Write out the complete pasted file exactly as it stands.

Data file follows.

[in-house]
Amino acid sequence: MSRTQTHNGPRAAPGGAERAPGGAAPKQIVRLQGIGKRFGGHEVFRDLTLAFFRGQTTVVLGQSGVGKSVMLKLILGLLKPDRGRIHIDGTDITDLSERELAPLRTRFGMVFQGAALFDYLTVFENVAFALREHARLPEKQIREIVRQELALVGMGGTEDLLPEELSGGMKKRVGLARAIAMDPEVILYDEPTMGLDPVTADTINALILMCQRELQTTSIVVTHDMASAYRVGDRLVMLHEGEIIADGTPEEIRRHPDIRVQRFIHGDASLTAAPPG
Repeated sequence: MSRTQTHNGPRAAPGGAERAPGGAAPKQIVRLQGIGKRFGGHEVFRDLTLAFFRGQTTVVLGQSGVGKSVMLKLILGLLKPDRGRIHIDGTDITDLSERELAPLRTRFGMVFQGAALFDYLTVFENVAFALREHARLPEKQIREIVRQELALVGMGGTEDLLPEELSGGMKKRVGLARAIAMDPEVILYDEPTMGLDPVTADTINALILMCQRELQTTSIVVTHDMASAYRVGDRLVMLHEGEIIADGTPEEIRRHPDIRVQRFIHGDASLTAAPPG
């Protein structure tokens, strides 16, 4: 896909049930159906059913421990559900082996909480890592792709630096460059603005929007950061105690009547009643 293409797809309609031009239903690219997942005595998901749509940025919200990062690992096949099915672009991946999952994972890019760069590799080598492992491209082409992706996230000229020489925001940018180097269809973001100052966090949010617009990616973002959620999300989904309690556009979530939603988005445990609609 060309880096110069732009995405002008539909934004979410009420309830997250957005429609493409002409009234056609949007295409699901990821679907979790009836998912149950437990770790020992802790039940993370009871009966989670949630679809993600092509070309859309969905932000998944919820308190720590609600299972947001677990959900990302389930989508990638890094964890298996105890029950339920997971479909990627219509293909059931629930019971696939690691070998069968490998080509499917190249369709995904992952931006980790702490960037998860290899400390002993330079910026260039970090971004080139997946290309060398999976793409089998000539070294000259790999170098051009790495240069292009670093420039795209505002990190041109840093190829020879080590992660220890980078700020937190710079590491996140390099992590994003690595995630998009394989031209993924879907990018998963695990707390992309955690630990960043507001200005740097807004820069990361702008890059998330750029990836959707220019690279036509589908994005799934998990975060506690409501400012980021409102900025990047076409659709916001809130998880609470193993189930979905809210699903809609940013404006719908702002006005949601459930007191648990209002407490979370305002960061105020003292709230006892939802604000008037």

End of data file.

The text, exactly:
[in-house]
Amino acid sequence: MSRTQTHNGPRAAPGGAERAPGGAAPKQIVRLQGIGKRFGGHEVFRDLTLAFFRGQTTVVLGQSGVGKSVMLKLILGLLKPDRGRIHIDGTDITDLSERELAPLRTRFGMVFQGAALFDYLTVFENVAFALREHARLPEKQIREIVRQELALVGMGGTEDLLPEELSGGMKKRVGLARAIAMDPEVILYDEPTMGLDPVTADTINALILMCQRELQTTSIVVTHDMASAYRVGDRLVMLHEGEIIADGTPEEIRRHPDIRVQRFIHGDASLTAAPPG
Repeated sequence: MSRTQTHNGPRAAPGGAERAPGGAAPKQIVRLQGIGKRFGGHEVFRDLTLAFFRGQTTVVLGQSGVGKSVMLKLILGLLKPDRGRIHIDGTDITDLSERELAPLRTRFGMVFQGAALFDYLTVFENVAFALREHARLPEKQIREIVRQELALVGMGGTEDLLPEELSGGMKKRVGLARAIAMDPEVILYDEPTMGLDPVTADTINALILMCQRELQTTSIVVTHDMASAYRVGDRLVMLHEGEIIADGTPEEIRRHPDIRVQRFIHGDASLTAAPPG
């Protein structure tokens, strides 16, 4: 896909049930159906059913421990559900082996909480890592792709630096460059603005929007950061105690009547009643 293409797809309609031009239903690219997942005595998901749509940025919200990062690992096949099915672009991946999952994972890019760069590799080598492992491209082409992706996230000229020489925001940018180097269809973001100052966090949010617009990616973002959620999300989904309690556009979530939603988005445990609609 060309880096110069732009995405002008539909934004979410009420309830997250957005429609493409002409009234056609949007295409699901990821679907979790009836998912149950437990770790020992802790039940993370009871009966989670949630679809993600092509070309859309969905932000998944919820308190720590609600299972947001677990959900990302389930989508990638890094964890298996105890029950339920997971479909990627219509293909059931629930019971696939690691070998069968490998080509499917190249369709995904992952931006980790702490960037998860290899400390002993330079910026260039970090971004080139997946290309060398999976793409089998000539070294000259790999170098051009790495240069292009670093420039795209505002990190041109840093190829020879080590992660220890980078700020937190710079590491996140390099992590994003690595995630998009394989031209993924879907990018998963695990707390992309955690630990960043507001200005740097807004820069990361702008890059998330750029990836959707220019690279036509589908994005799934998990975060506690409501400012980021409102900025990047076409659709916001809130998880609470193993189930979905809210699903809609940013404006719908702002006005949601459930007191648990209002407490979370305002960061105020003292709230006892939802604000008037």